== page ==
Technical and bureaucratic challenges play an important but not determinative role in delaying information sharing. Information sharing is politically charged, and the international response to disease outbreaks has exposed a deeply entrenched politics of fear and national self-interest . At the outset of the COVID-19 outbreak, countries disregarded IHR provisions by implementing blanket, unsanctioned travel bans and overly restrictive quarantine measures . The implementation of these restrictions in travel come on the heels of widespread critique of similar responses to the Ebola outbreak [18, 19]. Rhymer and Speare  found that over 30 % of governments violated travel recommendations put forward under IHR during the Ebola outbreak. One example of such restrictions was provided by Tejpar and Hoffman , who scrutinized, and ultimately deemed to be a violation of the IHR, visa restrictions put in place by the Canadian government to prevent those who had visited Ebola-affected countries from entering the country.
Ultimately, the WHO relies on the voluntary participation of states to share information in a timely manner, maintain open channels of communication, and adhere to its recommendations prior to and following a declaration of a PHEIC. Nevertheless, criticism continues to be directed at the WHO’s failure to enforce state adherence to the provisions of the IHR [7, 22, 23]. WHO must weigh the benefits of declaring a PHEIC, which is vital for managing international health crises, against the costs for trade and economy. WHO defended delays in declaring a PHEIC on this basis during the 2019 outbreak of Ebola in the Democratic Republic of Congo [24, 25]. IHR champions, concerned about the risks posed to global health security when states fail to comply with their IHR commitments, urge stronger WHO leadership and enforcement. The WHO’s limited enforcement capacity coupled with the reluctance of some states to provide the international community with necessary information and resources, create ongoing challenges for managing global outbreak response.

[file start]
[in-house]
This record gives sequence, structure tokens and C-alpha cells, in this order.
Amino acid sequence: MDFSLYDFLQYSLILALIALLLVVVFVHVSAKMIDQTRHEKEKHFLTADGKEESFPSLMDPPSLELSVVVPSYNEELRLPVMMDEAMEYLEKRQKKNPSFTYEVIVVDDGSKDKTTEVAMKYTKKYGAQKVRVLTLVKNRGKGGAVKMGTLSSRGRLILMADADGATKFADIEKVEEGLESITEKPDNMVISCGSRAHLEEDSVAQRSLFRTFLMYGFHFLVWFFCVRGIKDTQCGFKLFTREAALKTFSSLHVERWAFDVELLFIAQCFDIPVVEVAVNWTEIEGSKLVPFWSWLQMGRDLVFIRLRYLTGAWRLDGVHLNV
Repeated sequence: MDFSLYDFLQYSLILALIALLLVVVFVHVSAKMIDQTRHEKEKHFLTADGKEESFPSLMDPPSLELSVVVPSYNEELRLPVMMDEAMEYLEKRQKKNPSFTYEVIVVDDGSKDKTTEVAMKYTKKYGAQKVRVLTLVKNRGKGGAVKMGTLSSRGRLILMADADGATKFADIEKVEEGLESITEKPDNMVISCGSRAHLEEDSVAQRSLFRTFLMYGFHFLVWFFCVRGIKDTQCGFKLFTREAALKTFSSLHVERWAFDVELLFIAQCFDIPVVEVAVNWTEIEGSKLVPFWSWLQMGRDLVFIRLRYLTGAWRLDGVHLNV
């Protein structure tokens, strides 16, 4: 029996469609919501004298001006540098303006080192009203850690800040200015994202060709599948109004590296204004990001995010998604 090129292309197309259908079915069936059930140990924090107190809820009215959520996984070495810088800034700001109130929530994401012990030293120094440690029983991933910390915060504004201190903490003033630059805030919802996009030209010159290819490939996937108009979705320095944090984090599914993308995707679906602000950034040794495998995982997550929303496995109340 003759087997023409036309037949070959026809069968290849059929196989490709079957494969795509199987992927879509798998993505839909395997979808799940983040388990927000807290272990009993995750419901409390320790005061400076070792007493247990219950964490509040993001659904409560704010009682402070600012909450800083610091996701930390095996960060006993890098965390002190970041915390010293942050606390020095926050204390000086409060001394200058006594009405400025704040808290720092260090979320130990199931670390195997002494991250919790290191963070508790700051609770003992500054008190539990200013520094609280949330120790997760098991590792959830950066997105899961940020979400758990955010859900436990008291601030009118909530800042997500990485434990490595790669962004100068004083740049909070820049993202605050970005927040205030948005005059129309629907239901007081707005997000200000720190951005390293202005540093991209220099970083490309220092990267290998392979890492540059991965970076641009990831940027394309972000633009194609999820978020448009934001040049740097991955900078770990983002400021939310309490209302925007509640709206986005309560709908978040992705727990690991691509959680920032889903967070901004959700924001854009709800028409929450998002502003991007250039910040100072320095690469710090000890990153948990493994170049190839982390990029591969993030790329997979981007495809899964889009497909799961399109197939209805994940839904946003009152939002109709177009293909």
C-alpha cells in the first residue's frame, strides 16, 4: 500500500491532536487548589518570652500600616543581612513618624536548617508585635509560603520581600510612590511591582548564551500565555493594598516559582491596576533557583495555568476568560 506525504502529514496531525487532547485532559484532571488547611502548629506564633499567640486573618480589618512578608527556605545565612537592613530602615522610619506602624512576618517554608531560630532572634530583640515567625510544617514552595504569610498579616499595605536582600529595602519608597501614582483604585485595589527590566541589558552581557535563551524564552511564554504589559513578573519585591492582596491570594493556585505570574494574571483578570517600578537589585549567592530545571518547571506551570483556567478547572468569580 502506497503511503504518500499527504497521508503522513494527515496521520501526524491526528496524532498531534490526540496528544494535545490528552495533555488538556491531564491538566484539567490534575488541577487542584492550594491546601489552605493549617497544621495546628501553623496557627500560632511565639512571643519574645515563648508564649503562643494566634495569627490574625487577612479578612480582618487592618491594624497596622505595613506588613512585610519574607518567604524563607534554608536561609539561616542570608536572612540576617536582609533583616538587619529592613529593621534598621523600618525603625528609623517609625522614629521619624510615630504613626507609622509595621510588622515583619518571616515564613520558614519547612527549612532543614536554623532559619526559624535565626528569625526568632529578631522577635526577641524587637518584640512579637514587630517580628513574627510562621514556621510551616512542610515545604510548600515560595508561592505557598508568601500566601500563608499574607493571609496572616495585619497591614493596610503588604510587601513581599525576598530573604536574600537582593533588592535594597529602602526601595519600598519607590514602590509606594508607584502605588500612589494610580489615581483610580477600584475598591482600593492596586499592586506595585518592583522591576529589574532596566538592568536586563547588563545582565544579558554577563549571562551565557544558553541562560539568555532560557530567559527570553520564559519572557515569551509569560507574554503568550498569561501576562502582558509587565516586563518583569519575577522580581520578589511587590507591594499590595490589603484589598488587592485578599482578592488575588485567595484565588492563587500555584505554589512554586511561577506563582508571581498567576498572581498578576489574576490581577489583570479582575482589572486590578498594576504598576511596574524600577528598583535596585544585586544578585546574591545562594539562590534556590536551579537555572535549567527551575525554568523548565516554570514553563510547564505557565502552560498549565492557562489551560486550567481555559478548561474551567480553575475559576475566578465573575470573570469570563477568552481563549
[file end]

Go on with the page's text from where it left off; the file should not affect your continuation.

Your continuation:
In the remainder of this essay, we review some of the risks states face when sharing information, rooted in the recognition that trust is a foundational component of information sharing. Non-compliance may in some cases be a rational response to real and perceived risks rather than a lack of technical competence or political commitment. IHR implementation thus requires trust and mutual recognition of both the benefits and risks of information sharing for states . These risks occur within a global context in which inter-state relations are marked by power imbalances and legacies of mistrust, which have been exacerbated during the COVID-19 pandemic. Following the COVID-19 pandemic the WHO will likely coordinate revisions to the IHR . This revision should address the long-standing challenges related to information sharing under the IHR, including the political and economic concerns of member states. To begin, we outline the detrimental consequences of reporting.